Observations on the Earth Helps to Observe Jupiter’s Typhoons


Lia Siegelman was I was just reading about the southern waters of the Southern Ocean, which orbits Antarctica, when it encountered a picture of a hurricane north of Jupiter, taken by NASA. Juno spacecraft. He said: “I looked at it, and, look!

That’s why Siegelman, a researcher at San Diego’s Scripps Institution of Oceanography, took a closer look at the latest. pictures of a foreign country. He and his team confirmed for the first time that the type of convection seen on Earth describes the physical forces and the powerful sources that create the storm at Jupiter. (Since air and water are both “liquid,” as the case may be, the same principles apply to the giant’s atmosphere and our oceans.) They published their findings in the magazine today. Nature Physics.

Jupiter, the 4-octillion-pound elephant in our solar system, produces a hurricane, a hurricane that travels across very low altitudes. Some are thousands of miles long — as large as the continental United States — with winds of up to 150 miles per hour[250 km / hr]. 8 of the largest have been observed in the North pole and five in the south. Scientists have speculated about its origin for many years, but by designing these storms and measuring wind speed and temperature, Siegelman and colleagues demonstrated how they are made. Tiny round waves appear here and there in the midst of turbulent clouds – not much different from the sea of ​​eddies Siegelman they are familiar with – and then begin to coalesce. The hurricane-force winds are propelled by the ever-increasing number of small clouds, and the force behind them, so that it keeps moving around, he said.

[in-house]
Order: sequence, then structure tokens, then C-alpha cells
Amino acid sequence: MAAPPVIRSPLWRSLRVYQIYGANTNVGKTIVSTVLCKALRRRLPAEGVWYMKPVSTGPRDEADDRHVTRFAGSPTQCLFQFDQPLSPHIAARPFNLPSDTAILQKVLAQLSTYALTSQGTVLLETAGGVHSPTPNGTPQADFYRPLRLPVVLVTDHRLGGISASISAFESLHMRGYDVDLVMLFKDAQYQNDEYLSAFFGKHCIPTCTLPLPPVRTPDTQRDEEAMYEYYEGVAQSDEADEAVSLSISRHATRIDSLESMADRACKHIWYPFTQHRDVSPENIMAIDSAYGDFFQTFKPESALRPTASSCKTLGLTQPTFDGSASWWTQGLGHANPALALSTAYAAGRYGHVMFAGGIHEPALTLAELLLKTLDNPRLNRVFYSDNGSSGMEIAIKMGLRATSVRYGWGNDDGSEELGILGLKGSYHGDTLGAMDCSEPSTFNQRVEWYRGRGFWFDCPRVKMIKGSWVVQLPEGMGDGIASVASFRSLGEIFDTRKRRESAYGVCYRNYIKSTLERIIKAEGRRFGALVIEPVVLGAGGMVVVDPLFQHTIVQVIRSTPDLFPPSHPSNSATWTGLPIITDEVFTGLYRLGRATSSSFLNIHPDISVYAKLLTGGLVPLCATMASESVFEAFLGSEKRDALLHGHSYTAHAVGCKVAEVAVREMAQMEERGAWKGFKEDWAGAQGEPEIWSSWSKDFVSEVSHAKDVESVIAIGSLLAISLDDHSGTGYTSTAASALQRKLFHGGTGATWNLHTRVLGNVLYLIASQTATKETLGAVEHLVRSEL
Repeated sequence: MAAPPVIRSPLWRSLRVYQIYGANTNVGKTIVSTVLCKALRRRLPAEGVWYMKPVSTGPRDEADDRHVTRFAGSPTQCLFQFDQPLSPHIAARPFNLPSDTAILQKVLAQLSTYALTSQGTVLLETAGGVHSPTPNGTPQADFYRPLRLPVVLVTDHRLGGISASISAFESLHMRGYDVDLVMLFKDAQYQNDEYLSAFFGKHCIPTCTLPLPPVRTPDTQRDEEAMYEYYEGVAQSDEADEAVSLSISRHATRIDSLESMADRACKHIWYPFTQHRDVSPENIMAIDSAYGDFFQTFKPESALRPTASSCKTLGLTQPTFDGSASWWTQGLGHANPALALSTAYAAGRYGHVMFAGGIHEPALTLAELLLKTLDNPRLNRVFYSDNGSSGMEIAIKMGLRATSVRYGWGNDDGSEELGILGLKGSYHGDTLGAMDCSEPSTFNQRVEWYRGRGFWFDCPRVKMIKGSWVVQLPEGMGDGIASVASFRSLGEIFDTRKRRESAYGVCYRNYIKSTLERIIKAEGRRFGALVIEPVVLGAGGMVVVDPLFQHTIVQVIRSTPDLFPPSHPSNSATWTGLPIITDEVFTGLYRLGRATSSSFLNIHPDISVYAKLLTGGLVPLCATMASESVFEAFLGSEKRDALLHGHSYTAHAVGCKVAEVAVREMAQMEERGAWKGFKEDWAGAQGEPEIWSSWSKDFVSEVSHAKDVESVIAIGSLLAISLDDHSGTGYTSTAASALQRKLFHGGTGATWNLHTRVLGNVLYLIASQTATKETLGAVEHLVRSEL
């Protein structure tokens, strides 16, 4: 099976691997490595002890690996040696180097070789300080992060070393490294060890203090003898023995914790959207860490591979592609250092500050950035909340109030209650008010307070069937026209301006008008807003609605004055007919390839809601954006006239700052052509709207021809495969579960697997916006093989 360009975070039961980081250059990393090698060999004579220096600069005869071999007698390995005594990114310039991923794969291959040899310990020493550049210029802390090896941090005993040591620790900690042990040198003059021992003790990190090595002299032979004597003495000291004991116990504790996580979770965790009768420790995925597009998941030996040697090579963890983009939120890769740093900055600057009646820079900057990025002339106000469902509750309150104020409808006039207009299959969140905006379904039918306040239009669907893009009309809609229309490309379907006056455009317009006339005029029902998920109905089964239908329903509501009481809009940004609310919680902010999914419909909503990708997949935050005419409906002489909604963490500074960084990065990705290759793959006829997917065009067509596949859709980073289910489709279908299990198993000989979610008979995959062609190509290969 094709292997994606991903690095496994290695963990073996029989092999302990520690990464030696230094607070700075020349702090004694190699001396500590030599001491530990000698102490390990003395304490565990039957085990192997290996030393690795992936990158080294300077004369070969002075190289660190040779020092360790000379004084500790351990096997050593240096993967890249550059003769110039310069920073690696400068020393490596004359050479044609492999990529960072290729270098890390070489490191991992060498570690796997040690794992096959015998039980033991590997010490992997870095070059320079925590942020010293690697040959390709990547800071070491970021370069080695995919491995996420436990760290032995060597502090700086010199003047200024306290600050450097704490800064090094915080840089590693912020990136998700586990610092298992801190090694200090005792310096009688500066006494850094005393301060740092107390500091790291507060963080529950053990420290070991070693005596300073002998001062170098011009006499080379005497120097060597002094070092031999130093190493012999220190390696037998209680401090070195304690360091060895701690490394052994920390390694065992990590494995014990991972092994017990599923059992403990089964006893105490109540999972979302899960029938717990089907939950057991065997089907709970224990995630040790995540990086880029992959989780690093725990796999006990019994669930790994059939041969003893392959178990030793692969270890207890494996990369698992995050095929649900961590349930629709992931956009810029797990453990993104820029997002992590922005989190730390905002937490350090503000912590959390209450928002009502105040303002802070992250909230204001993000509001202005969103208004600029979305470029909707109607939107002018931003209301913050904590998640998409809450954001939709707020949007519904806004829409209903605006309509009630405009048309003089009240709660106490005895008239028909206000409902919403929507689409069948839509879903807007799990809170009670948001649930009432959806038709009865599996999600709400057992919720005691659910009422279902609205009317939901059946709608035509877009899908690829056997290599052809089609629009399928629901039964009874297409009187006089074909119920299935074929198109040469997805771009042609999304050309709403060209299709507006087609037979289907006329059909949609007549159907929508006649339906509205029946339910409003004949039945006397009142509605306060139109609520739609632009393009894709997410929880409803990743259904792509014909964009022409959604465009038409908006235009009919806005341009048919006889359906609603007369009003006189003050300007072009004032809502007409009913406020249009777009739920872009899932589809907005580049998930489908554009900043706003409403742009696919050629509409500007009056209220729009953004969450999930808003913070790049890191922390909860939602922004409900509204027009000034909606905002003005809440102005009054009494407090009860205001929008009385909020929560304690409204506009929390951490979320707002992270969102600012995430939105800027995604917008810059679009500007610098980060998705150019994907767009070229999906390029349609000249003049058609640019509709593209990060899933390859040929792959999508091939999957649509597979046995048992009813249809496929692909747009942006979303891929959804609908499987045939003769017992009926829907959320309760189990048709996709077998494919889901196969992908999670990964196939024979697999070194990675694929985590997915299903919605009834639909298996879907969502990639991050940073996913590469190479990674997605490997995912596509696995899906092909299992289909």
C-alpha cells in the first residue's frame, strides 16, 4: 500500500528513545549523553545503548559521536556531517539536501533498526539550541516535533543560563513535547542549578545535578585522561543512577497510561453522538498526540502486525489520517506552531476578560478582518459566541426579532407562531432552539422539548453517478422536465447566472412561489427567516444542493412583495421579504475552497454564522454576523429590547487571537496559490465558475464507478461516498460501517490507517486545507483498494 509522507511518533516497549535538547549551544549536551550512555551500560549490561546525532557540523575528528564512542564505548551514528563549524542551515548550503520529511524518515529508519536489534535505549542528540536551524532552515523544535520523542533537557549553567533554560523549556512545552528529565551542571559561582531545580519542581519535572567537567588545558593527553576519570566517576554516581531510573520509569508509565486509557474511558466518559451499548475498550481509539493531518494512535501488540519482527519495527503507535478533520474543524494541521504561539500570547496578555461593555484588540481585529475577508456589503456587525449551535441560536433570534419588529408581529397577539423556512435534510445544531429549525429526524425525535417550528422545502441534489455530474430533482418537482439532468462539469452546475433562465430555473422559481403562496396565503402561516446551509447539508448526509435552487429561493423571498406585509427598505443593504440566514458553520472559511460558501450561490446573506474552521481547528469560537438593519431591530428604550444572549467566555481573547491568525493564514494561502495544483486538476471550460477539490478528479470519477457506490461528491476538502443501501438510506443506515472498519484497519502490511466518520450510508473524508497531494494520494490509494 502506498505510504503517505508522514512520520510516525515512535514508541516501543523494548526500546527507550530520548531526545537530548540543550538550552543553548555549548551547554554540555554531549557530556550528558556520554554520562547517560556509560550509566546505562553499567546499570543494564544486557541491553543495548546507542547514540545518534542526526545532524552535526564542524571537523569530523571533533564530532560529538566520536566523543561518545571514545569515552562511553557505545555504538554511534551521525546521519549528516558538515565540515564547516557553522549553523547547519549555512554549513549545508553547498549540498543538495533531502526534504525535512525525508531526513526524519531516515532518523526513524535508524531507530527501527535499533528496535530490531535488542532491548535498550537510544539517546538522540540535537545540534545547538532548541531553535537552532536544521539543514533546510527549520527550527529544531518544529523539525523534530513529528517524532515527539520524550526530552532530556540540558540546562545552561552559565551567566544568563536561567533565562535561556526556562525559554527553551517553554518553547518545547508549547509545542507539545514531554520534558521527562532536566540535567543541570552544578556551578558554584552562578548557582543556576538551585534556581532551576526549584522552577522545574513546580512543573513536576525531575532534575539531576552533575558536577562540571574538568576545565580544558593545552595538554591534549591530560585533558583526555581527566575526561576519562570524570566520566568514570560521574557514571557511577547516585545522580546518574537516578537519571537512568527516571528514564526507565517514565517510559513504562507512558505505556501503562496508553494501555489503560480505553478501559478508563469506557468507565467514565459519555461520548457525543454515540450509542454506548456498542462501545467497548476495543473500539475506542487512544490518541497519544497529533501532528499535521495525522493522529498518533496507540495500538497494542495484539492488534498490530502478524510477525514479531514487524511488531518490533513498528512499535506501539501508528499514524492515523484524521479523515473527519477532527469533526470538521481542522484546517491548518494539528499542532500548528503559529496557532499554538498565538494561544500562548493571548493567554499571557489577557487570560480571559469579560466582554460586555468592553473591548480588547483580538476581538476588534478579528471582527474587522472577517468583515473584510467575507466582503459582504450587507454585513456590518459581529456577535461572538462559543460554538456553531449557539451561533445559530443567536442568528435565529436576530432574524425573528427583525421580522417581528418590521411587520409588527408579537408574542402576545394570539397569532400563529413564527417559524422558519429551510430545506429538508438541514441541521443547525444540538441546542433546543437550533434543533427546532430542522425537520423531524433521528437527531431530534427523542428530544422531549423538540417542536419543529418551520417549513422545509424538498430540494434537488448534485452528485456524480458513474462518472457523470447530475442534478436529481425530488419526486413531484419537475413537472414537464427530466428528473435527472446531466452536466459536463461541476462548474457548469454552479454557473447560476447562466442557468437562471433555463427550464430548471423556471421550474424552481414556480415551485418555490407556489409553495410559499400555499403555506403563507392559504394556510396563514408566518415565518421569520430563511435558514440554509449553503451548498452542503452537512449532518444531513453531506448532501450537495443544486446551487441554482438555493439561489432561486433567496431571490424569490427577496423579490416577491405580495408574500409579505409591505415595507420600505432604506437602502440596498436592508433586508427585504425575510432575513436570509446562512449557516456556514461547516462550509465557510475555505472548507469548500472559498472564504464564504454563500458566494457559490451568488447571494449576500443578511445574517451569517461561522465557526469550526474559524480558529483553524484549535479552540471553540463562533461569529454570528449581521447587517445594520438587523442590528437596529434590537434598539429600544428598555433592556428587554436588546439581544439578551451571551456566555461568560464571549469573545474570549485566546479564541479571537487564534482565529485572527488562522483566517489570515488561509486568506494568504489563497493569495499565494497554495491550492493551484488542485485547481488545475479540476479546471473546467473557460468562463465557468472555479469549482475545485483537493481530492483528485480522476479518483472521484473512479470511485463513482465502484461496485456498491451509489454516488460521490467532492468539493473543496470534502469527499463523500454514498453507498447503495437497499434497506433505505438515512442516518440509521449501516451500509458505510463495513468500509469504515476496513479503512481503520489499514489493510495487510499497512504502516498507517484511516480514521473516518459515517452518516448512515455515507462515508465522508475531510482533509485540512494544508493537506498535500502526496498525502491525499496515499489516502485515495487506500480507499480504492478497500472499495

It is a clever way of studying the weather in a world that is more than 300 million miles away. “The authors are based on the study of meteorology and oceanography. These people are taking these rich manuscripts and using them in the most advanced ways in the world that we can never touch,” said Morgan O’Neill, a Stanford astronomer who specializes in hurricane and hurricane science. earth and has used its function in Saturn.

In particular, O’Neill states, a team of scientists is showing how, like a hurricane on Earth, a hurricane Jupiter is formed through a process with the nickname: “wet movement.” Warm, thin air, which is very low in the atmosphere, rises slowly, while cold and very thin air, near the coldest air, flows down. This creates turbulence, which is reflected in the surrounding Jupiter cloud, filled with ammonia moisture.

Photo: NASA / JPL-Caltech / SwRI / ASI / INAF / JIRAM



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